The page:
Thursday, November 7, 2013

Breakdown of a bad training session: Part 1

I will be the first to admit that I am not perfect, no one is. We all make mistakes but it is what we do with those mistakes that defines us.  I recently did a training session with my new 5 month old border collie puppy "Gir" that did NOT go very well. There were highs and lows but my overall feelings of the session were full of frustration, disappointment, and exhaustion. Luckily I recorded the whole thing so I could go back through and see where I went wrong and what I could do better.

In the Part 1 video you see the very beginning of the session. There is actually no training involved (no conscious training anyways) but it is easy to see that the session was set up from the beginning to not be as successful as it could be.
Take Note:
  • Timing is everything. Trying to train at 11:00pm (an hour past Gir's bedtime!) is not a smart move. It is even less smart when he has been running around and playing with Juno for the last hour and a half. A quick session before play time (and earlier in the evening) would have been much better. 
    • Take note of when your dog seems the most enthusiastic and try to train then, you will be very pleased with the results! I find my pups are raring to go when I first get home and right before dinner time. Training FOR their dinner is even better but I feed raw and do not like handling it too much.
  • Keep your sessions short and sweet. Speaking of timing, quick sessions, no longer than 5 minutes each have proven to be much more successful in the acquiring and retention of learned behaviors. This training session dragged on for a whopping TWENTY MINUTES! Way too long for a puppy's short attention span (especially late at night!)
  • Your emotions affect your dog, control them before ever attempting to control or train your dog. In this video you can tell that the humans involved are not enthusiastic about training. Dear Sweet Husband and myself were not only tired, but just finished a mini conflict. Those two things combined had me near tears (darn those stupid female hormones!) and I was not projecting the right emotions to create a great training session.  Get it together!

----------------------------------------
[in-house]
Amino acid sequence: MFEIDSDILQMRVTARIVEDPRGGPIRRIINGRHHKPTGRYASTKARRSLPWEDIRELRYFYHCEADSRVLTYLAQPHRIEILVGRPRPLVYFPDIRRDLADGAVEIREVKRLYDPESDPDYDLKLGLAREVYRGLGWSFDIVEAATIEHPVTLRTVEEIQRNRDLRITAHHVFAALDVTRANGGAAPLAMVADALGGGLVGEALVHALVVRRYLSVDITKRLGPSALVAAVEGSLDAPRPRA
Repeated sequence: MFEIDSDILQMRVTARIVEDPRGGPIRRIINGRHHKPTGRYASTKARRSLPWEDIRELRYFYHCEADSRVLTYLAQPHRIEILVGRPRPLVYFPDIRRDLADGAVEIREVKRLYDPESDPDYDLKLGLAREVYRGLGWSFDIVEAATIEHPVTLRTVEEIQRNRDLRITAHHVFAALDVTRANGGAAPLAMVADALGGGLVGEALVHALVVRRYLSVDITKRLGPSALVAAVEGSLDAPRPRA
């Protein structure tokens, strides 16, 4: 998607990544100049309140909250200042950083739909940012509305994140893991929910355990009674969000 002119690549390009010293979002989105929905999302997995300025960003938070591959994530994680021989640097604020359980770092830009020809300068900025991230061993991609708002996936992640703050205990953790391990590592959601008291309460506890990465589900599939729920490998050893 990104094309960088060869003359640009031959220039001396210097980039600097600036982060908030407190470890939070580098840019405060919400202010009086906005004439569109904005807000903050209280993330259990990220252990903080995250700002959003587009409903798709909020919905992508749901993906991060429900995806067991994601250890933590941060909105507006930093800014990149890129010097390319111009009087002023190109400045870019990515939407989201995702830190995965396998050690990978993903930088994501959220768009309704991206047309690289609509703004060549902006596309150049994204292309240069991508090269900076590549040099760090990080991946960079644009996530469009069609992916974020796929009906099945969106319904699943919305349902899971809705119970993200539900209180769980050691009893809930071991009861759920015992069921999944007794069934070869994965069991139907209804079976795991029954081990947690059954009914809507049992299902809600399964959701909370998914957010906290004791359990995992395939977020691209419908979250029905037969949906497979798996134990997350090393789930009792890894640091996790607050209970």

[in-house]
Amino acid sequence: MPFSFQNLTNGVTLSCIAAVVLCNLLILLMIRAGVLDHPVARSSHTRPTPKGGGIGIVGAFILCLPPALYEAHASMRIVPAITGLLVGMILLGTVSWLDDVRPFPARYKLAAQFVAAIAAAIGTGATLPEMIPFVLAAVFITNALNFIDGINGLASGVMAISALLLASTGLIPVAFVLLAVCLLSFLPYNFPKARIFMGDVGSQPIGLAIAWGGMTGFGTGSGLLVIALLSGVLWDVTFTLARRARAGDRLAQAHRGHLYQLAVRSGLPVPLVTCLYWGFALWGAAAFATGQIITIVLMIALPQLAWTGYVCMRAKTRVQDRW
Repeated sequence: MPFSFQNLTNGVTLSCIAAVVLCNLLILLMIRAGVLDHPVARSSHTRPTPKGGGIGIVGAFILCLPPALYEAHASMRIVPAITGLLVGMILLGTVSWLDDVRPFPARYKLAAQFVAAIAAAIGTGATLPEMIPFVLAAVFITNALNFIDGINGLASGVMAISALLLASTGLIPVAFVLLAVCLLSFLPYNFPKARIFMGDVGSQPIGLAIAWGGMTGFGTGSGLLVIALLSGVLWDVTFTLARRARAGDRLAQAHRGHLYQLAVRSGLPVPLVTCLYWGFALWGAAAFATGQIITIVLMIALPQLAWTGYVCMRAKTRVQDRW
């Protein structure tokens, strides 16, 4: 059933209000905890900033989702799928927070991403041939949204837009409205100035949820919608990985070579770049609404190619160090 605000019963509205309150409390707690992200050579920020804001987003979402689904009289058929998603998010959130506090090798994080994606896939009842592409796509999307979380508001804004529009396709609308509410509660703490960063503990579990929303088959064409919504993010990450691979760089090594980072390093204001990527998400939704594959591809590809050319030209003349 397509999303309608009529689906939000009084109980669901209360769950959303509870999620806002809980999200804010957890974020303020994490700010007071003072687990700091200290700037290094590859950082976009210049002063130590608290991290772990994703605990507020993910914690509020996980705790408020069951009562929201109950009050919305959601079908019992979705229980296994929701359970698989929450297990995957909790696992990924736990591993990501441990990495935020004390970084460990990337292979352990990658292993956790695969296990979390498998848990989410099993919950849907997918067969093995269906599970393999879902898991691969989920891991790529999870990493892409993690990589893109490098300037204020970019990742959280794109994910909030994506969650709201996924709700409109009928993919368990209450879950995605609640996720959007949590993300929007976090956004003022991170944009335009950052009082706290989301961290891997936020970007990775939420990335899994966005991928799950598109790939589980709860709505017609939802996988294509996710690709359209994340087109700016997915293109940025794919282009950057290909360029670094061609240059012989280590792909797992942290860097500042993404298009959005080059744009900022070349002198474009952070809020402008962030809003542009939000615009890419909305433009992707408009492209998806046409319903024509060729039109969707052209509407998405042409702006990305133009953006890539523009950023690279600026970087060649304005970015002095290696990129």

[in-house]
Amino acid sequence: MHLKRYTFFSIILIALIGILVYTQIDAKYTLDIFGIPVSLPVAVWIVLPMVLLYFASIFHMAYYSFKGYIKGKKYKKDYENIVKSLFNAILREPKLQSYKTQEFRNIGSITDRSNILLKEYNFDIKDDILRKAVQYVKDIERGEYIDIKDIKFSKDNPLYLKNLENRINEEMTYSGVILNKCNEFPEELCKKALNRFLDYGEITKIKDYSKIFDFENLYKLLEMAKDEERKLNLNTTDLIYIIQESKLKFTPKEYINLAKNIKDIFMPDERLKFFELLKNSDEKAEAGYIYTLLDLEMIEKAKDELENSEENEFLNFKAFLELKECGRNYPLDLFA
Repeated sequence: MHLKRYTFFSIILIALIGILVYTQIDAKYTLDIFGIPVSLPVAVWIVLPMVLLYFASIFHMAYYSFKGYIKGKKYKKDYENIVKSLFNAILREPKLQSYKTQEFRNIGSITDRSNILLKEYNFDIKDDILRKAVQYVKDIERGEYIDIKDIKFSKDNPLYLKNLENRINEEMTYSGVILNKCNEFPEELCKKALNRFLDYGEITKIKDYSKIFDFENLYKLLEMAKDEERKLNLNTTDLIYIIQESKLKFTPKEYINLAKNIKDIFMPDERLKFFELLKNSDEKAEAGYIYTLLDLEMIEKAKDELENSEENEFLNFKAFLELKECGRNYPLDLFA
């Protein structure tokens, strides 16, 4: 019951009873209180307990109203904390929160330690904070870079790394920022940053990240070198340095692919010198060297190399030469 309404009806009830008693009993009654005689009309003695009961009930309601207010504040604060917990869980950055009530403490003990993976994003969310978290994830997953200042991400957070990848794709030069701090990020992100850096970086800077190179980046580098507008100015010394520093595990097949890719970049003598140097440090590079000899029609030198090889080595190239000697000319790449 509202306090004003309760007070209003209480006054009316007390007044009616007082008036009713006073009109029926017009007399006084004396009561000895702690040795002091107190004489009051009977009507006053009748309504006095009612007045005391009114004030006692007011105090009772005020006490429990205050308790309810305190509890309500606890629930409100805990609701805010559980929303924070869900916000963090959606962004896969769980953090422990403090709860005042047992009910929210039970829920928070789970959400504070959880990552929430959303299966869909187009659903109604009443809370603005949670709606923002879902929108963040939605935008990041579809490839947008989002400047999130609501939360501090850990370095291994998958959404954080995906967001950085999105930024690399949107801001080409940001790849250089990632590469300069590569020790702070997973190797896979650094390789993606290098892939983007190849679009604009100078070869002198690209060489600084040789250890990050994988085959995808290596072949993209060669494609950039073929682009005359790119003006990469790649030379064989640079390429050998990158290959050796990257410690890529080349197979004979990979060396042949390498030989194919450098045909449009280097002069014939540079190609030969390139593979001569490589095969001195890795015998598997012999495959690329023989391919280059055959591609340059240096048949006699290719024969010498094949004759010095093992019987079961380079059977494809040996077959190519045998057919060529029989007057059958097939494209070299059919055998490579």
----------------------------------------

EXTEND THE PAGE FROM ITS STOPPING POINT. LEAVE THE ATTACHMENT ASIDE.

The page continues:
• Pay attention to what your dog is telling you with his body.   I point out some signs of stress that I was probably causing and should have noted. Honestly I was too frustrated with the day overall and was not paying attention as I should have been. This goes back to the last point about controlling your emotions first.  

As you can see this is not setting up to be a very effective training session. Stay tuned and I will be posting my breakdowns of the rest of the session.

Take away message for today:

"Start the day right and you are 
more likely to finish it right."

Same thing can be said for training sessions and any other endeavor!

Have you ever had an experience that afterward seemed doomed from the beginning but you did not realize it in the moment? Let me know and leave a comment!

Until next time,
Stay Pawsitive!


Monday, November 4, 2013

Being a Responsible Pet Owning Renter

Pets are wonderful. They enrich our lives and bring so much joy into our hearts. Having a pet means always having someone to go home to, and something warm to snuggle with. Sharing my life with dogs gives me a reason to get out and move around, breath in the smells of the outdoors and appreciate the world a little more.  I have made many friends on walks, at stores, and at parks simply because I have a dog and either they do too or they love dogs as much as I do but for various reasons cannot have one at the moment.